What does it all mean?
The biggest message I get from this study is that in order to have success with active learning classrooms, you can’t just build them — they have to be introduced as part of an ecosystem that touches almost all parts of the daily function of a university: faculty teaching, faculty development and support, facilities, and the Registrar’s Office to name a few. Without that ecosystem before you build an ALC, it seems hard to have success with students after it’s built. You’re more likely to have an expensive showcase that looks good but ultimately does not fulfill its main purpose: Promoting and amplifying active learning, and moving the culture of a campus toward active engagement in the classroom.
One of the most important pieces of that ecosystem is institutional leadership. I was struck by the repeated emphasis that institutional leaders in schools that upscaled ALCs successfully don’t just approve of ALCs and allow money to be spent on them: They are true believers who are highly knowledgeable about, and evangelists for, not just active learning spaces but active learning itself. This goes all the way up the organizational chart, and the chief executive of the institution is not exempt!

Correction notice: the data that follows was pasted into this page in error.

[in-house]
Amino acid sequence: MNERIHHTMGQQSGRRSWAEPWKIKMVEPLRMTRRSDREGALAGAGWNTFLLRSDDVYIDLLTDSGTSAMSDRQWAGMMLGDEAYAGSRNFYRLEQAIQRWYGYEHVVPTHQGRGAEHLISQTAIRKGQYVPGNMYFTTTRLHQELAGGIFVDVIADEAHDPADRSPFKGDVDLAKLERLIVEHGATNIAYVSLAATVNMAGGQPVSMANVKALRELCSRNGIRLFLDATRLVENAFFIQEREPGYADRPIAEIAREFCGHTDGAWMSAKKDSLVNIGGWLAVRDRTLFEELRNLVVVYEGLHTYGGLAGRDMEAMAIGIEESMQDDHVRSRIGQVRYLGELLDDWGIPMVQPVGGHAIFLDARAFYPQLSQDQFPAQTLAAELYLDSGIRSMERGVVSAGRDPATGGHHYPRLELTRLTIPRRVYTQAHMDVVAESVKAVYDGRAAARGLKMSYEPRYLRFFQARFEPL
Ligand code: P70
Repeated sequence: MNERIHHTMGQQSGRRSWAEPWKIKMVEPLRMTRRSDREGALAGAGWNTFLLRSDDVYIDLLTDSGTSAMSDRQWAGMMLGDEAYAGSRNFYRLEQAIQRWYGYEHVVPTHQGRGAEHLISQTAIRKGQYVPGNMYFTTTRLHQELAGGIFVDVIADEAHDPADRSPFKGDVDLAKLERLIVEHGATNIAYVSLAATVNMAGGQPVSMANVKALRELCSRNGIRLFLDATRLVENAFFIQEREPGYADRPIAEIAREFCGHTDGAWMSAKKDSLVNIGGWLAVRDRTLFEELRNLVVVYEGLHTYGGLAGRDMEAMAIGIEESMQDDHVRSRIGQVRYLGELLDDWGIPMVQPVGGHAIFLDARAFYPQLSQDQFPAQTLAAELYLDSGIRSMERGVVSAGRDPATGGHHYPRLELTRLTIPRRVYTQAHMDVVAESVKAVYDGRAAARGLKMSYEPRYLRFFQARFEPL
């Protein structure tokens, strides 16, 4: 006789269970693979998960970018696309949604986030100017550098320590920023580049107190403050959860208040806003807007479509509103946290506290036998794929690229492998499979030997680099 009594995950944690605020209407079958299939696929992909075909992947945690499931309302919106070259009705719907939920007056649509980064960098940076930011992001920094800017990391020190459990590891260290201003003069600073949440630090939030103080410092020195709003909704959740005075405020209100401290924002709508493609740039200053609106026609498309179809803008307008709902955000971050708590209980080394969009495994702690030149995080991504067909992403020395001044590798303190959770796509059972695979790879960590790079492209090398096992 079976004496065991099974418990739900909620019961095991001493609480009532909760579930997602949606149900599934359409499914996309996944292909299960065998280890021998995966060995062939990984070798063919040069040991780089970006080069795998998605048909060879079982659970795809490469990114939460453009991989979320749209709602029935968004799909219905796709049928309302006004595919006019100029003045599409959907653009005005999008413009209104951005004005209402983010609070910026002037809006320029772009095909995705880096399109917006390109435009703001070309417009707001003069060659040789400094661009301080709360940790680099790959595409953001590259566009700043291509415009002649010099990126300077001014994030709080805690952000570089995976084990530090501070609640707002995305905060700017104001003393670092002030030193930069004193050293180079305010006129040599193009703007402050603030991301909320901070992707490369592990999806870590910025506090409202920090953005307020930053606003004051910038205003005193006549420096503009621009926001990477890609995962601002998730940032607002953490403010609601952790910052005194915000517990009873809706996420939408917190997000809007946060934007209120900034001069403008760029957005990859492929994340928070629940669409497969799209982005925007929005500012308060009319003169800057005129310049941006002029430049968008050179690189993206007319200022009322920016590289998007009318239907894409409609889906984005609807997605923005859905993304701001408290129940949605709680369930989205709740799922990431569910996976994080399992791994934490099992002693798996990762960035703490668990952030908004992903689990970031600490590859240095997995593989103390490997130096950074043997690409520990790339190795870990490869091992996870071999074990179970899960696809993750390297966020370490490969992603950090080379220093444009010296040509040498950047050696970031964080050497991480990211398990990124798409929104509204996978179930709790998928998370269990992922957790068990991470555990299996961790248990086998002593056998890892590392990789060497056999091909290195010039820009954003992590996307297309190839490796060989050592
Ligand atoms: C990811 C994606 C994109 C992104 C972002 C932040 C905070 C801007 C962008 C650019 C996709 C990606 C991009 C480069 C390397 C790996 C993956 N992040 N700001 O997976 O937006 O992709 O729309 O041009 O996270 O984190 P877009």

The greatest leadership responsibility in this area belongs, according to the interviewees, to the director of the teaching and learning center. It makes sense; teaching/learning center directors are situated in the space in between classroom instruction and upper administration, and as such they have a unique opportunity and responsibility to advocate, strongly, for both the spaces and for the pedagogy those spaces are supposed to house. If a school doesn’t have vigorous leadership from the teaching/learning center director on this, or if there’s no teaching/learning center at all, the prospects don’t look good.